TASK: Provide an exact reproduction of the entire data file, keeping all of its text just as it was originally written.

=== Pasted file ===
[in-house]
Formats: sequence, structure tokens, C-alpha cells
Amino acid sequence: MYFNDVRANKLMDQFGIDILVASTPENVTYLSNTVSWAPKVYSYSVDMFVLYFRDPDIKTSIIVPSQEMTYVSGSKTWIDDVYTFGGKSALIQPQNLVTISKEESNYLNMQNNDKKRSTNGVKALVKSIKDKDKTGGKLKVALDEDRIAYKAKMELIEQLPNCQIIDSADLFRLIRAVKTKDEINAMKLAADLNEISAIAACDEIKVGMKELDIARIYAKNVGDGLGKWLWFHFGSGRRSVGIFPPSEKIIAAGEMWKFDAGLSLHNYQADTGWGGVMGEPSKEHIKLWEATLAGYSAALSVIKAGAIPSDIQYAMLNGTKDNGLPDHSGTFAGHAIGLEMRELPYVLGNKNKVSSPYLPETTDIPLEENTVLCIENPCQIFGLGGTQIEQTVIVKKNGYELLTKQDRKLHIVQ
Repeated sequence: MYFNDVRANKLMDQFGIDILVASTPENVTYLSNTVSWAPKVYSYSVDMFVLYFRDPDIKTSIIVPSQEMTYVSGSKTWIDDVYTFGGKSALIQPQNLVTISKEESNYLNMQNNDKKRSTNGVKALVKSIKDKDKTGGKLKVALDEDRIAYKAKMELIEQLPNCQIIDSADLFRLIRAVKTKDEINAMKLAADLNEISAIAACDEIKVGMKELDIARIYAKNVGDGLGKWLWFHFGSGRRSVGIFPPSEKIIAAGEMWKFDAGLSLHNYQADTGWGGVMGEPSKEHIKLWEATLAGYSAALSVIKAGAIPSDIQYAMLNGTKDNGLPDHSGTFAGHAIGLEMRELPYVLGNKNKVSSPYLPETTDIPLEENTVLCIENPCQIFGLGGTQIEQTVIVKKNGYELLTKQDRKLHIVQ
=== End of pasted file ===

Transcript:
[in-house]
Formats: sequence, structure tokens, C-alpha cells
Amino acid sequence: MYFNDVRANKLMDQFGIDILVASTPENVTYLSNTVSWAPKVYSYSVDMFVLYFRDPDIKTSIIVPSQEMTYVSGSKTWIDDVYTFGGKSALIQPQNLVTISKEESNYLNMQNNDKKRSTNGVKALVKSIKDKDKTGGKLKVALDEDRIAYKAKMELIEQLPNCQIIDSADLFRLIRAVKTKDEINAMKLAADLNEISAIAACDEIKVGMKELDIARIYAKNVGDGLGKWLWFHFGSGRRSVGIFPPSEKIIAAGEMWKFDAGLSLHNYQADTGWGGVMGEPSKEHIKLWEATLAGYSAALSVIKAGAIPSDIQYAMLNGTKDNGLPDHSGTFAGHAIGLEMRELPYVLGNKNKVSSPYLPETTDIPLEENTVLCIENPCQIFGLGGTQIEQTVIVKKNGYELLTKQDRKLHIVQ
Repeated sequence: MYFNDVRANKLMDQFGIDILVASTPENVTYLSNTVSWAPKVYSYSVDMFVLYFRDPDIKTSIIVPSQEMTYVSGSKTWIDDVYTFGGKSALIQPQNLVTISKEESNYLNMQNNDKKRSTNGVKALVKSIKDKDKTGGKLKVALDEDRIAYKAKMELIEQLPNCQIIDSADLFRLIRAVKTKDEINAMKLAADLNEISAIAACDEIKVGMKELDIARIYAKNVGDGLGKWLWFHFGSGRRSVGIFPPSEKIIAAGEMWKFDAGLSLHNYQADTGWGGVMGEPSKEHIKLWEATLAGYSAALSVIKAGAIPSDIQYAMLNGTKDNGLPDHSGTFAGHAIGLEMRELPYVLGNKNKVSSPYLPETTDIPLEENTVLCIENPCQIFGLGGTQIEQTVIVKKNGYELLTKQDRKLHIVQ